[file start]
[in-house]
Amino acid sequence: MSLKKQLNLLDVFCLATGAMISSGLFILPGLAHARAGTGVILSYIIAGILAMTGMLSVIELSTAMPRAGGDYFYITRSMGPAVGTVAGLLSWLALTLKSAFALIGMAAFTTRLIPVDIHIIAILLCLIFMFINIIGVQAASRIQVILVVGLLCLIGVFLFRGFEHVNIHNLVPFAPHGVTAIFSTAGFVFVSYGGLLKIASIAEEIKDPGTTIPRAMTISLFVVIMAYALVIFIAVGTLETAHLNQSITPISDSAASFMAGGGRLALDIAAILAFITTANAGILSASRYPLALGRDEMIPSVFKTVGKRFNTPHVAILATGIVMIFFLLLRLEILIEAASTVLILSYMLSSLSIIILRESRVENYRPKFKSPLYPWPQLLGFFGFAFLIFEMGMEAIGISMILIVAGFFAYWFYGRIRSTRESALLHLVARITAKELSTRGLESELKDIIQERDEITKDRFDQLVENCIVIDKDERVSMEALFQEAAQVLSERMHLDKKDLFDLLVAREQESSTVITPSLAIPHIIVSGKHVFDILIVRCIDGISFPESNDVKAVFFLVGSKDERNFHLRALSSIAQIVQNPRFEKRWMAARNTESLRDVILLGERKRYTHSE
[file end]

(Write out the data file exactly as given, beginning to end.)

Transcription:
[in-house]
Amino acid sequence: MSLKKQLNLLDVFCLATGAMISSGLFILPGLAHARAGTGVILSYIIAGILAMTGMLSVIELSTAMPRAGGDYFYITRSMGPAVGTVAGLLSWLALTLKSAFALIGMAAFTTRLIPVDIHIIAILLCLIFMFINIIGVQAASRIQVILVVGLLCLIGVFLFRGFEHVNIHNLVPFAPHGVTAIFSTAGFVFVSYGGLLKIASIAEEIKDPGTTIPRAMTISLFVVIMAYALVIFIAVGTLETAHLNQSITPISDSAASFMAGGGRLALDIAAILAFITTANAGILSASRYPLALGRDEMIPSVFKTVGKRFNTPHVAILATGIVMIFFLLLRLEILIEAASTVLILSYMLSSLSIIILRESRVENYRPKFKSPLYPWPQLLGFFGFAFLIFEMGMEAIGISMILIVAGFFAYWFYGRIRSTRESALLHLVARITAKELSTRGLESELKDIIQERDEITKDRFDQLVENCIVIDKDERVSMEALFQEAAQVLSERMHLDKKDLFDLLVAREQESSTVITPSLAIPHIIVSGKHVFDILIVRCIDGISFPESNDVKAVFFLVGSKDERNFHLRALSSIAQIVQNPRFEKRWMAARNTESLRDVILLGERKRYTHSE